Lake City has a rainbow-like multi-colored horizon due to the rich contribution from different communities. One such community is Keralite Hindus, who celebrate their festivals throughout the year in a highly fascinating manner. However, the most attractive of them is the two-day long Makarvilakku festival that falls on 13th and 14th January. It coincides with three other festivals viz., Makar Sankranti by Hindus, Lohadi by Sikhs and Lal Loi by Sindhis. No wonder Lake City vibrates with festive fervor in mid-January.
Makarvilakku festival is related to Lord Ayyappa and his temple in Sabarimala. As the interesting story goes, Lord Shiva was very pleased with Bhasmasura’s worship and asked him to get any boon of his choice. The latter asked for the ability to burn to ashes anything on which he placed his hands. No sooner had the Lord granted him the boon Bhasmasur ran after the Lord threatening to test the boon on him.
Lord Shiva sought help from Lord Vishnu and hid in a peepal tree as Bhasamsur ran here and then searching for him. Aware of the happenings, Lord Vishnu decided to take the form of enchantress Mohini and try to trap the demon. When Bhasmasur saw Mohini, he was bewitched by her beauty and tried earnestly to court her. Mohini put a condition that he must dance with her. Mesmerized by her beauty, Bhasmasur agreed and began to dance. During the course of dancing, he put his hand on his head as did Mohini on hers. The boon worked and Bhasmasur was reduced to ashes. Lord Vishnu disclosed everything to Shiva who asked if he could have a glimpse of Mohini. When Vishnu appeared in the form of Mohini, the Shiva united with her. The two gods thus became Harihara Murthi. From this union was born Lord Sree Dharma Sastha, a synonym of Lord Ayyappa who took this ‘avatar’ to annihilate Mahishi, the demon.
The newborn, left in the forest was adopted by the childless Raja Pandalam who had come hunting at the spot where the child was left. Named Ayyappa, he grew up as the Raj Kumar. Later on, the Rani conceived and gave birth to a son. However, the king wanted Ayyappa to become the king. In connivance with the minister, the queen sent him to the forest to bring leopard milk to cure her pretended illness. To everyone’s surprise and horror, Ayyappa brought home not just the milk but a whole flock of leopards in case the milk was not adequate. The queen realized her mistake and apologized. Having completed his mission of killing Mahishi, Ayyappa returned to the forest and requested the king to build a temple for him at the place where the arrow shot by him fell. The arrow fell at Sabarimala and a temple was erected there. Ever since believers go on pilgrimage to Sabarimala.
The peak on the high ranges of the Western Ghats in Pathana Mithitta district of Kerala, where the temple of Ayyappa stands is known as Sabarimala. Ayyappa is the presiding deity at Sabarimala. According to Valmiki Ramayana, when wandering in search of Sita, Rama reached this hill he was greeted by Shabiri who lovingly offered fruits to him, each fruit after tasting it herself.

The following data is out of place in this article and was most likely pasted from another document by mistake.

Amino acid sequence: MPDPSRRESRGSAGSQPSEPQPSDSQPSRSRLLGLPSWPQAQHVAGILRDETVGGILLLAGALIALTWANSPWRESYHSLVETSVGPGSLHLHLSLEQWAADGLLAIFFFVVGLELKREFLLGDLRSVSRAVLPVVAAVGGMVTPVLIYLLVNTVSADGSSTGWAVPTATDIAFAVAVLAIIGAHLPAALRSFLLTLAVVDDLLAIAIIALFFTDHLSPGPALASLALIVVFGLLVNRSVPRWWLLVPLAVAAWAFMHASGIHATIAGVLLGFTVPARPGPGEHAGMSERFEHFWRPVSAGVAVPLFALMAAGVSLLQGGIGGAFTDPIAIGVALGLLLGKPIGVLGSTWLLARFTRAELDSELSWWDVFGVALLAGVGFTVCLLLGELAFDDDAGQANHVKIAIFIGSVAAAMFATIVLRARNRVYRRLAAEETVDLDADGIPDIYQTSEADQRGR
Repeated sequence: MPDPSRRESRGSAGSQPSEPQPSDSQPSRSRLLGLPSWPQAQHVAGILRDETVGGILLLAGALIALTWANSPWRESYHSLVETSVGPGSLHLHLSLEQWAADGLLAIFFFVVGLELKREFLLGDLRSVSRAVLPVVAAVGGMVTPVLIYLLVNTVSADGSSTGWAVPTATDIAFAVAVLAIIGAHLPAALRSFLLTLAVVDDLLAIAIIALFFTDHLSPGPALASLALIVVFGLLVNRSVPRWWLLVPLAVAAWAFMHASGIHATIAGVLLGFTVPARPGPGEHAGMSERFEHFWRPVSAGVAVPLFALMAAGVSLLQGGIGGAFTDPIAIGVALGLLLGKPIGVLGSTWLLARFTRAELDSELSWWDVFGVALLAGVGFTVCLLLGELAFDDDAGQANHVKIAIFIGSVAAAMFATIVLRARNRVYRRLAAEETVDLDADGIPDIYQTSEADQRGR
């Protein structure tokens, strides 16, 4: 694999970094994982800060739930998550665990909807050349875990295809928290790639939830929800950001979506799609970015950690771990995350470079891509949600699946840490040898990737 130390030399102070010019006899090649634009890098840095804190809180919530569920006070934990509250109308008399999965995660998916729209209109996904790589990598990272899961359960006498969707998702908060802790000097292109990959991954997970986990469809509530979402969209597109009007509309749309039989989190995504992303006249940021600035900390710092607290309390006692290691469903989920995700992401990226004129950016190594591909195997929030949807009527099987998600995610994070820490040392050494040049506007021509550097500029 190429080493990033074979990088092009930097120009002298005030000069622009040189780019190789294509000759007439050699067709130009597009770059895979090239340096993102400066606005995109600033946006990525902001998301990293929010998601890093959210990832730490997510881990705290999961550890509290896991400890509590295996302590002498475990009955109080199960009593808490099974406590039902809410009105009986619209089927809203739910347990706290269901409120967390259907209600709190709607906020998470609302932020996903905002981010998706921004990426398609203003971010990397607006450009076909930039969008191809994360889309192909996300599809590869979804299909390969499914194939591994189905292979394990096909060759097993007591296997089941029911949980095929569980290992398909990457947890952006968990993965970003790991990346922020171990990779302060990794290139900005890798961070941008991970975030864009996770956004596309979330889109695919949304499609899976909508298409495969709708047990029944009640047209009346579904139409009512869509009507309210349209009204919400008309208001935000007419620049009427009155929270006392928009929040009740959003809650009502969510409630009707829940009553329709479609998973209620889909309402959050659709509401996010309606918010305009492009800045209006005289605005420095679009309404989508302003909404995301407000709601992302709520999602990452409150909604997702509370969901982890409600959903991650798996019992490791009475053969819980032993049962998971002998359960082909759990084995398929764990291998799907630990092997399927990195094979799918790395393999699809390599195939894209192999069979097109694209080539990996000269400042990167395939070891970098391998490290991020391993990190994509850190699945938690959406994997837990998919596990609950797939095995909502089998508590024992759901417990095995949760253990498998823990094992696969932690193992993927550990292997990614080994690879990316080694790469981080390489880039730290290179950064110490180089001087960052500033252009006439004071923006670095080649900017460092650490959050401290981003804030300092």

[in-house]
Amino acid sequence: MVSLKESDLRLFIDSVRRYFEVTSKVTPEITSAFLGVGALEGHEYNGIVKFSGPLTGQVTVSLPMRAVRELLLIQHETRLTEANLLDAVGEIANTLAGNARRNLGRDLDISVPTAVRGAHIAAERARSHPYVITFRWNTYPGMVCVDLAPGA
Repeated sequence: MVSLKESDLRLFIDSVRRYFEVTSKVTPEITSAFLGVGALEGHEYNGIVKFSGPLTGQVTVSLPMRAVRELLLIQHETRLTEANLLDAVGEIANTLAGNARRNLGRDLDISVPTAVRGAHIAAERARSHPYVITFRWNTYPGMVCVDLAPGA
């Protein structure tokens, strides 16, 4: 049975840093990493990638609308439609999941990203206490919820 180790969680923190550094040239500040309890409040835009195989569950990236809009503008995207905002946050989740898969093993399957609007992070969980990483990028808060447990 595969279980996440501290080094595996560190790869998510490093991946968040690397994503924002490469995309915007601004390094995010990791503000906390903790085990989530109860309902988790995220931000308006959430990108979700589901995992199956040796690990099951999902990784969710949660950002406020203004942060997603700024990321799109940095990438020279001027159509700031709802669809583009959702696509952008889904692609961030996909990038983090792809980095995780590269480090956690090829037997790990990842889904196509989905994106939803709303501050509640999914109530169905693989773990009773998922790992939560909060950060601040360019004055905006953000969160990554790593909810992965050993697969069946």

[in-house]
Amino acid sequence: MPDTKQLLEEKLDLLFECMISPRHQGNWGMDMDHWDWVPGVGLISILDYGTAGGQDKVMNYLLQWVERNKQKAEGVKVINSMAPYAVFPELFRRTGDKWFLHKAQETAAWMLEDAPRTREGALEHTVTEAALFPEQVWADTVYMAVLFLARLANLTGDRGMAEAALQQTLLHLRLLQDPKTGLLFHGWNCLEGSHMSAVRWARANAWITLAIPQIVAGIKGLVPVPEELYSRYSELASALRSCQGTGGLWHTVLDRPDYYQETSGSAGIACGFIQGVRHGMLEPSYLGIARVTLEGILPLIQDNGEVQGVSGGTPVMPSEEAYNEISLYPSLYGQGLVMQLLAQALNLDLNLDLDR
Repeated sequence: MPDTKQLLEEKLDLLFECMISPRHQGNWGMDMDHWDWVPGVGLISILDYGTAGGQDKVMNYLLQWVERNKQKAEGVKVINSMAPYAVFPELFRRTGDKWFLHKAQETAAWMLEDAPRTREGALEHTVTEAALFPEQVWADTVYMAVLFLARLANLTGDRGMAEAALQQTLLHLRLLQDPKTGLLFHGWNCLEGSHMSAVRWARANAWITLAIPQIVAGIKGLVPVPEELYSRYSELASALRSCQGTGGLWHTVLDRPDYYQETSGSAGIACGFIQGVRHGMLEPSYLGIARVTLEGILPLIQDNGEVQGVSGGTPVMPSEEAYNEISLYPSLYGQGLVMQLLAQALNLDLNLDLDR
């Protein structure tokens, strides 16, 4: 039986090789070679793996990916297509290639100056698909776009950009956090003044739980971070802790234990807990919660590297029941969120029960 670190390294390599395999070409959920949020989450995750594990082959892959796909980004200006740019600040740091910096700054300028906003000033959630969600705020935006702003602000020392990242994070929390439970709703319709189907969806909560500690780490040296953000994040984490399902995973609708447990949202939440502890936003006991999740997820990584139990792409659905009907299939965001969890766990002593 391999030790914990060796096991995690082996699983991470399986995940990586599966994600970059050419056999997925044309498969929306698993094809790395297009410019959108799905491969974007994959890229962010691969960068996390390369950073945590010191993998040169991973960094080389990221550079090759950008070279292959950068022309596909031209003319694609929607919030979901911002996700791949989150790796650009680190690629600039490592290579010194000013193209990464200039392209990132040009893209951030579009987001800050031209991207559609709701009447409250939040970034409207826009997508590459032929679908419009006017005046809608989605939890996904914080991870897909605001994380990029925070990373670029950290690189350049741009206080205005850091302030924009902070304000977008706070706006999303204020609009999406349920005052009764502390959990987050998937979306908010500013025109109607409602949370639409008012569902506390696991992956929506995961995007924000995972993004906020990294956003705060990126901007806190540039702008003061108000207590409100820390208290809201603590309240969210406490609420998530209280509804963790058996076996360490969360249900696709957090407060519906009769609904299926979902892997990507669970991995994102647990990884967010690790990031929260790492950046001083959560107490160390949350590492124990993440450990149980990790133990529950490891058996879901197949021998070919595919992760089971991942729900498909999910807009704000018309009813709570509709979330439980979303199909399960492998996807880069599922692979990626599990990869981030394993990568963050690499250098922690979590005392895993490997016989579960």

Sabarimala is considered to be the most sacred temple of Ayyappa. The pilgrimage to this temple located in dense forest is very refreshing for body, mind, and soul. Pilgrims have to follow strict discipline for a long period to be eligible for ‘darshan’ in this temple. After a refreshing bath in Pamba River, they set on barefoot walk on a 5 km long hill path. There are some other temples of Ayyappa in Kerala. All the idols of the Lord taken by the devotees wherever they went are from this state. The one brought to Udaipur was kept in the temple in the premises of RSMM but now it has been shifted to the new temple in Shobhagpura. All the rituals in the temple are performed on the lines of those in Sabarimala.
The two- day grand festival of Makarvilakku has been celebrated on Makar Sankranti with great enthusiasm with the fall cooperation of the devotees for over three decades. Elaborate rituals start a day before Makar Sankranti and the temple decorated attractively. In the morning are performed rituals such as ‘abhishek’, Nada Thurakal, Ganpati Homam and Usha and Navaham Pooja. In the evening is there is the annual holy outing of Lord Ayyappa that starts from the temple in New Jyoti Nagar, Shobhagpura and wends its way through CPS school road, Bansi Pan Chouraha, Court Chouraha, Delhi Gate, Shastri Circle, Ashok Nagar, Ayad Puliya, 100 feet road and returns to the temple.
The grand procession is an eagerly awaited event for Udaipurites. It is led by Lord Ayyappa clad in yellow robes riding an elephant. The ‘rath’ is decked with flowers, garland, and flags. It is followed by men and women attired in traditional South Indian dresses. In front walk children holding flags, men carrying colored umbrellas were dancing. Woman with flowers coconuts in ‘thalis’ welcomes the Lord. Artists who come from Kerala are there playing on typical south Indian musical instrument. The fascinating procession is watched with great attention and reverence by passersby. The first day’s program concludes with scintillating fireworks at the temple and some more rituals.
On the Makar Sankranti day, elaborate rituals like Poojas, Homas, and singing are performed throughout the day. A 35 member troupe of artists from Kerala is a special attraction of this year’s celebration.